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B.C. Supreme Court Dismisses Aboriginal Claim for Right to Commercial

Reading Time 8 minute read

Indigenous Law


On April 16, 2008, after a year long trial, Madam Justice Satanove of the B.C. Supreme Court issued her decision in Lax Kw’alaams Indian Band v. Canada (Attorney General), 2008 BCSC 447, in relation to a claim for an aboriginal commercial fishery on the north coast of British Columbia just north of Prince Rupert. The Court dismissed the plaintiff’s declarations that:

  • the plaintiffs have an existing aboriginal right within the meaning of s. 35(1) of the Constitution Act, 1982 to harvest and sell on a commercial scale all species of fisheries resources that they harvest from their claimed territories;
  • the Fisheries Act, R.S.C. 1985, c. F-14 and the Fisheries Act, R.S.B.C. 1996, c. 149 and their respective Regulations infringe upon this aboriginal right; and
  • the Crown has breached their trust-like or fiduciary obligations to the plaintiffs by restricting or denying their ability to harvest fish resources from their claimed territories for commercial purposes.

The Court held that the Lax Kw’alaams failed to demonstrate that trade in fisheries resources took place at a commercial level, and failed to demonstrate that any trade that did take place was integral to their distinctive culture.

The B.C. Supreme Court Ruling

As part of undertaking a Van der Peet aboriginal rights analysis, the Court first recalled the three basic steps to assessing an aboriginal right: (i) identify the nature of the right claimed by the plaintiffs; (ii) establish the pre-contact aboriginal right being protected; and (iii) consider the effect of legislation on the proven, existing aboriginal right.

Under the first step, the Court characterized the nature of the claim as an aboriginal right to harvest and sell the fish resources and products found in their claimed territories on a commercial scale (para. 111). As part of the second step, the Court looked at the date of contact and found the most reasonable to be fixed for the purposes of law in B.C. was 1793 - when Captain Vancouver described meeting the Coast Tsimshian (para. 118).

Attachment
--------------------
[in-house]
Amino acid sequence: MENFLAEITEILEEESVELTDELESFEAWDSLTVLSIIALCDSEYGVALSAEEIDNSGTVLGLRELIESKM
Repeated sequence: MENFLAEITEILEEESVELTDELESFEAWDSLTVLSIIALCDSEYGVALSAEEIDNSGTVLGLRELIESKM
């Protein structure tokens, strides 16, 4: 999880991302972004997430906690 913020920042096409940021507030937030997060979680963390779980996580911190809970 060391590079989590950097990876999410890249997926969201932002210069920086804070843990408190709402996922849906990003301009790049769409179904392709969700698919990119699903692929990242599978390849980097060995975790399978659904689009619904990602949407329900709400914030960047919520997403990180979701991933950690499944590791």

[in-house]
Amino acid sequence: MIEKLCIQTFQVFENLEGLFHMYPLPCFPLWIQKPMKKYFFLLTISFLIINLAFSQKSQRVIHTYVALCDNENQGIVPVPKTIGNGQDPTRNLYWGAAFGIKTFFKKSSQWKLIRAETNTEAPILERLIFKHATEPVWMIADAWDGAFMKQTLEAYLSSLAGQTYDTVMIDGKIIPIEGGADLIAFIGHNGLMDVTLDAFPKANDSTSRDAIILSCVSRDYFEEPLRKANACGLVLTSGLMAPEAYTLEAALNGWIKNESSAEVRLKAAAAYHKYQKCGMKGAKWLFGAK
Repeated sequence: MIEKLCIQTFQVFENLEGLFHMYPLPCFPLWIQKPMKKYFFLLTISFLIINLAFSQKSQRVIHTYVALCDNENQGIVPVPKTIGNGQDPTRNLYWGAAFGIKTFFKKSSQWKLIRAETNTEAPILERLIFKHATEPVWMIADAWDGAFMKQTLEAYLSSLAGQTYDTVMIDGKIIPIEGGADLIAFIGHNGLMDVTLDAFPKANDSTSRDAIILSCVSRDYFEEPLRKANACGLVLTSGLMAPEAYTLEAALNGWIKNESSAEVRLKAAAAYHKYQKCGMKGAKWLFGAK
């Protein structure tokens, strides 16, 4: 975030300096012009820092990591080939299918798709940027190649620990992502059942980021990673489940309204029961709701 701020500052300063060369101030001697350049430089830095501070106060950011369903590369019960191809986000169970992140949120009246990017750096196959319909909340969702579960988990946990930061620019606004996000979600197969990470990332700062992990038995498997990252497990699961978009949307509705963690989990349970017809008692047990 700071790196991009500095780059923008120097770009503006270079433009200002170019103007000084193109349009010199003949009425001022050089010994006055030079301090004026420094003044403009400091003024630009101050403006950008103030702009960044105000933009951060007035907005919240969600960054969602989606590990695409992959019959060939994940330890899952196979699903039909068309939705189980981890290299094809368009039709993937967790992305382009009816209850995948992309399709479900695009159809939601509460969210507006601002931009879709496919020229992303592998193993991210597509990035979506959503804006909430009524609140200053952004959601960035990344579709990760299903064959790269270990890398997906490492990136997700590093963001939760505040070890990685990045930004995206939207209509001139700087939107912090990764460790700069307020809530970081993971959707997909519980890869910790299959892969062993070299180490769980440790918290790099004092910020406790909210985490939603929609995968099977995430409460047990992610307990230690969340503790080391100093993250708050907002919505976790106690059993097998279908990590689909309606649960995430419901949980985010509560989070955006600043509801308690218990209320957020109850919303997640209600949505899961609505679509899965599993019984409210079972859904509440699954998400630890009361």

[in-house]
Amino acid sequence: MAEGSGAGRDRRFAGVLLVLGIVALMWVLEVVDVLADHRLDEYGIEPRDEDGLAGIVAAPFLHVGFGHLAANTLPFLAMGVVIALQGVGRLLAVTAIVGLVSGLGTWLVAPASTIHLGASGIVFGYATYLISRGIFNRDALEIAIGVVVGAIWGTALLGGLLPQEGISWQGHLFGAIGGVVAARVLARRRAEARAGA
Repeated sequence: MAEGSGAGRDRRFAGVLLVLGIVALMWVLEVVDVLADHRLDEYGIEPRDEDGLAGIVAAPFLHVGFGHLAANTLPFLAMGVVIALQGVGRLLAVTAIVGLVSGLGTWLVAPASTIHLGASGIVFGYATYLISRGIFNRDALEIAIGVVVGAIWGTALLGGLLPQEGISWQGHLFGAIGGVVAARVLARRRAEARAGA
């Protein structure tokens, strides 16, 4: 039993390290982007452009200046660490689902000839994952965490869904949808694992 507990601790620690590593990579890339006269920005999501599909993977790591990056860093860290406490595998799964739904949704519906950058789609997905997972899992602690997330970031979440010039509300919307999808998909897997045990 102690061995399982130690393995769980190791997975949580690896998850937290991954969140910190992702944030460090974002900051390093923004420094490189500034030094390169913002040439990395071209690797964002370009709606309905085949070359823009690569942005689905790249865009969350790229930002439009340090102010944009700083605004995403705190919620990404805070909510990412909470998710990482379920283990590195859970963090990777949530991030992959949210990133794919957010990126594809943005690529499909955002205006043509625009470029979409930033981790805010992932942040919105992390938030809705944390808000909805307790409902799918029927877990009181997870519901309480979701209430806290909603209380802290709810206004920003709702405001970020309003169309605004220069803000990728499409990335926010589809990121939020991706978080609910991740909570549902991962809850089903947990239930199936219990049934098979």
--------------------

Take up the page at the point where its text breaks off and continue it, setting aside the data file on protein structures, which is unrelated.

This case is one of the first to comprehensively consider the oral history “adaawk” of the aboriginal people of this particular area of British Columbia since Delgamuukw. The Court acknowledged that such oral history must be treated with respect and evaluated with the aboriginal perspective in mind, but notwithstanding that, as evidence, it can “run the ambit of cogency from the highly compelling to the highly dubious” and should not be “tasked to carry more weight than it can reasonably support.” (para. 40).

The Court then examined whether the claimed aboriginal right was “integral to the distinctive culture” of the plaintiff. It found that the plaintiffs would have to establish the following elements as part of this examination:

  1. the Coast Tsimshian were members of an organized society;
  2. from which the plaintiffs have descended; 
  3. who used and occupied the claimed territories; 
  4. from which they harvested fish resources and products as an integral part of their distinctive culture; 
  5. traded them on a scale akin to commercial as an integral part of their distinctive culture; and 
  6. have continued to do so in a contemporary fashion.